We incorporated biophilic design into all of The Assemblage houses. Studies show having natural elements within the space, for example, plants, living moss walls, natural materials, help to reduce stress and anxiety, which, of course, is bound to affect how you engage with one another, how you approach or conduct professional meetings, how it increases your productivity levels–all because of our custom surroundings.

 2. Community is a strong tenant of The Assemblage’s philosophy. Describe the curation of nightly cultural programming to encourage the active participation of members. What programs and events are most popular?

Our dynamic programming brings a new dimension to social interaction. Our mass sound meditations and biohacking events always pack the houses with members and their guests. Having innovative speakers in the blockchain space, science, sustainability, or social impact themes in business are also quite popular. Programming is the gateway to members coming, sharing ideas, learning, and interacting with one another and collaborating. Matter of fact, most of our events are curated, hosted or are co-produced by our members. It’s so important for us to offer that kind of platform to our community.

 3. The Assemblage spaces are dedicated to supporting the health and wellness of your members. Offerings include meditation rooms, rooftop gardens, and botanical cafés. How does wellness add value to a workplace? 

Good question! It’s no secret that the hustle culture in New York City can be both mentally and physically unhealthy. The Assemblage was one of the first to really incorporate wellness into a collaborative workspace environment to help counteract that. Our members can take 30 minutes in the Gong Room for a breathwork class, make healthy food decisions throughout the day since the café always has seasonal, organic and locally sourced options, relax with a quick Vitamin D break outside on our sunny, plant-filled rooftop, end their day with our cacao ceremonies–all of these wellness components are invaluable in the workplace.

 4.  What types of business sectors gravitate toward the space?

The sheer variety of businesses in this neighborhood are amazing! Our community is a home to creative/brand agencies, blockchain consultants, software developers, architects, interior designers, fintech startups, health practitioners, sustainable fashion and food enterprises…it’s less about what type of businesses gravitates toward us and more so the type of mindful space they want to align themselves and their business with.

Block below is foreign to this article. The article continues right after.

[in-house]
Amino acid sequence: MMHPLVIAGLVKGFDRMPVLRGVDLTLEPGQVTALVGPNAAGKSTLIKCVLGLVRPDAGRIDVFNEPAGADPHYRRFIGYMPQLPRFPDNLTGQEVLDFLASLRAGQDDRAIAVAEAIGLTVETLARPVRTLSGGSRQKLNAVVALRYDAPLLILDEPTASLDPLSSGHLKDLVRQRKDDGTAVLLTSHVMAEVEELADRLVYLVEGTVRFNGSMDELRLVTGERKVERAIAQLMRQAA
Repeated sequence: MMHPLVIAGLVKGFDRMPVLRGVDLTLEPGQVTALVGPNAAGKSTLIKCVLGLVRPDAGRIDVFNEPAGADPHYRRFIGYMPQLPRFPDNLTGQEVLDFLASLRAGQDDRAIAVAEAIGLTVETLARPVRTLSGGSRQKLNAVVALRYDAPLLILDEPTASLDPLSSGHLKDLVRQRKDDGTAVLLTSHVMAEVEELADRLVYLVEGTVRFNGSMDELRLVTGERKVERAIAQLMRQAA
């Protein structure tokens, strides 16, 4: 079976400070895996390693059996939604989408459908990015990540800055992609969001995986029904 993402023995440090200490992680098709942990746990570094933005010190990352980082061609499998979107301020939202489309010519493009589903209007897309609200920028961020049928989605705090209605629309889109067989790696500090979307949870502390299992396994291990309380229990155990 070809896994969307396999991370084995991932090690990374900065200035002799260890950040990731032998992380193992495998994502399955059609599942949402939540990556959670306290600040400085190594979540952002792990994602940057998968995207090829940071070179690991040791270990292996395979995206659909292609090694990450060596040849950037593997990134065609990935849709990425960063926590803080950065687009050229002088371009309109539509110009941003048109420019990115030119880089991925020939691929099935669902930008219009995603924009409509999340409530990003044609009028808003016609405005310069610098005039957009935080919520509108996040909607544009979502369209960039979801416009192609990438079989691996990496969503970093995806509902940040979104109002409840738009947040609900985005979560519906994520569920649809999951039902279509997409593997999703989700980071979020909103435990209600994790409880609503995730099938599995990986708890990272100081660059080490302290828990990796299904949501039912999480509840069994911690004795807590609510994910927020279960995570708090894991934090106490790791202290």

5. How does your role as The Assemblage’s Area Director of Sales differ from a typical sales job?

Other sales jobs can be harsh and extremely competitive. Having access to these beautiful Assemblage houses allows me to escape the sales grind mentality and more importantly, provides the opportunity to lead a sales team with better focus and clarity without feeling anxious. I can honestly say that no matter what is going on in my day, my shoulders immediately drop down when I enter these houses. Maybe it’s the palo santo we use–haha!

 6. Tell us why the Flatiron District was the ideal neighborhood for two Assemblage locations.

We opened in the Fall of 2017. The Flatiron area was ideal because it’s one of the most desirable neighborhoods for startups, entrepreneurs, and even large established companies. This neighborhood has everything a business, large or small, could want. The parks, restaurants, shops, etc., and it is incredibly easy to get to from any part of town. We wanted to create an oasis, focused on wellness and nature, in the middle of the action where it was needed the most! If you are located at either of our Flatiron houses, your business is automatically in one of the topmost desirable districts in the world–that is very valuable to our members.

7. Sales and the hospitality business are competitive industries. What led you to consider this type of career? What’s the best advice that you can offer to those who are interested in pursuing this profession?

When I first started my career in sales, it was completely by accident. I was in a member service role and my boss at the time said that I had a knack for effortlessly developing relationships with people, a common trait she mostly saw in sales professionals. So that obviously stuck with me and I made the transition into sales.  I felt good to pursue a career that was pretty much aligned with my personality.

As for advice, first, diversify your networking and social circles. You would be surprised to learn that there are sales roles–some less traditional than others–in just about every business. Also, you have to believe in whatever it is you are selling. If not, you will just come across inauthentic.  Motto: If you are not into it, don’t try to sell it.

8. When it’s time to grab a bite, where do you like to dine in the neighborhood? Do you have a go-to dish?

Oh man…so many. My go-to: The Little Beet Table. Guilty pleasure: Lady M Connections.

9. Outside of your venue, what do you consider a "must-see” or “must-do" hidden gem in the community?

A “must-see” is any art installation happening at Madison Square Park. I’m still in awe of Diana Al-Hadid’s work from two years ago! A “must-do” would be a visit to the Museum of Sex, LOL! Its playful, informative and always eye-opening.

10. Finally, choose three words to describe the Flatiron District.

Evolving. Architecture. Connection.

 

 

Jan 28, 2020

Flatiron Faces: Vegan Chef Gaz Oakley, wagamama